The Law Society of Botswana (LSB) has noticed President Lt Gen Ian Khama that it will cite him for prosecution before the International Criminal Court (ICC) on crimes against humanity if he does not cause “the immediate prosecution and arrest” of security personnel who are behind the spate of extra-judicial killings in Botswana.
The law society served a petition on President Khama on November 2nd signed by the Law Society’s Chairman, Tebogo Sebego, and Executive Secretary, Tebogo Moipolai.
.The petition states that Botswana is a signatory to the Rome Statute, which places responsibility on the head of state to be accountable and take responsibility over killings committed by forces under his control. That failure by President Khama to avert the killings or bring the perpetrators to book renders him a candidate for citation under the Rome Statute.
“Since 1 April 2008, ten citizens have died at the hands of security agents. In most of the incidents they were apparently unarmed and presented no present or imminent threat to the safety of agents involved.”
The petition points out that, as a result of the unexplained killings, lawyers have mandated the LSB to take up the issue with the ICC.
The lawyers state that its members are constantly being asked why the ‘perpetrators of state sponsored killings are able to get away with it’.
“Promises of investigations being concluded now ring absolutely hollow as those ‘investigations’ never seem to conclude and the known state-employed perpetrators of these criminal acts walk free without charge,” state the lawyers.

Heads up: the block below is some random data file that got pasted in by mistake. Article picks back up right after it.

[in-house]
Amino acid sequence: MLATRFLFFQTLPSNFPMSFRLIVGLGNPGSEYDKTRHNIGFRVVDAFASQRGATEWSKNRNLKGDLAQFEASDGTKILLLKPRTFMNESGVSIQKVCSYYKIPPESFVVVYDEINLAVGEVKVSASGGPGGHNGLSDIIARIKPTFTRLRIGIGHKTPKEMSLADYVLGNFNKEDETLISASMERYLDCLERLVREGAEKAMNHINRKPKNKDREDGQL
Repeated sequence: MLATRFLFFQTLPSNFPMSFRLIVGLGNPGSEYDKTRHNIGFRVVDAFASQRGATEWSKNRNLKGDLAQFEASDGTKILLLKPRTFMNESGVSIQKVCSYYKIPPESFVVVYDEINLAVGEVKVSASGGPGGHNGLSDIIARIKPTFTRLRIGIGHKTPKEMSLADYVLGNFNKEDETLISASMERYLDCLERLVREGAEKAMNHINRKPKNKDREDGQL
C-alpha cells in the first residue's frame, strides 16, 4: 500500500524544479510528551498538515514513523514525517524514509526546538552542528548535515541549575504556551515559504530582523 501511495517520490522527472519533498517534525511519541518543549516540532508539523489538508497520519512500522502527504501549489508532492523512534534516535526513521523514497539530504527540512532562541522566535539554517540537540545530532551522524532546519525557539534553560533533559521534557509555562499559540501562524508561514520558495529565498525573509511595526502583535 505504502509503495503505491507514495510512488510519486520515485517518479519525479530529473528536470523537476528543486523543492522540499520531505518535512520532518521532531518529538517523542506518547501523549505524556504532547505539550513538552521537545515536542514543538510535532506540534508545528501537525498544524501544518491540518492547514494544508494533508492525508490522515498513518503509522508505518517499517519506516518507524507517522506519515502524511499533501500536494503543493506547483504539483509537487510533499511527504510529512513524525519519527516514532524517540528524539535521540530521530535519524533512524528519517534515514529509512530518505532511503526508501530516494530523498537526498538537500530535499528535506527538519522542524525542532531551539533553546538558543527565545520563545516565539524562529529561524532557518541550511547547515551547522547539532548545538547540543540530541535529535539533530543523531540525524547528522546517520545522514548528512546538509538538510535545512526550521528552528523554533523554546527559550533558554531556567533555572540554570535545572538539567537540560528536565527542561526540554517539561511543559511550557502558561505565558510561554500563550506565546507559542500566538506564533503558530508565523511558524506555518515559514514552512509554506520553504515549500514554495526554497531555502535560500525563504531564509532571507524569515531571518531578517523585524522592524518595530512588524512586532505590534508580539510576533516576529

The lawyers say Khama should take ‘urgent and decisive’ measures to bring to book those who are responsible for the killings.
“We believe that the family of victims and the general public are entitled to appropriate assurances and commitments, specific to each event where killings by security forces are alleged, that prosecution of offenders is either imminent or not contemplated for reasons to be advanced.
According to the lawyers, ever since Khama became President last year, there has been a rise in ‘gross human rights violation at the hands of security agents’.
Khama’s brainchild, the Directorate of Intelligence and Security, is also drawn into the fray with the lawyers accusing it of being a threat to democracy and an organ with contempt for human rights.
“It is now over five months since Kalafatis died at the hands of state agents and no arrest or prosecution has taken place in this and many other similar cases,” the petition reads in part.
“In the absence of full and authoritative facts being made publicly available we are unable to say with certainty whether murder of these innocent civilians as yet amounts cumulatively to a ‘widespread or systematic’ attack sufficient to trigger ICC intervention under the Rome Statute,” the lawyers maintain.
Khama’s press secretary, Sipho Madisa, told The Telegraph on Monday that he could not comment because the issue had not been brought to his attention.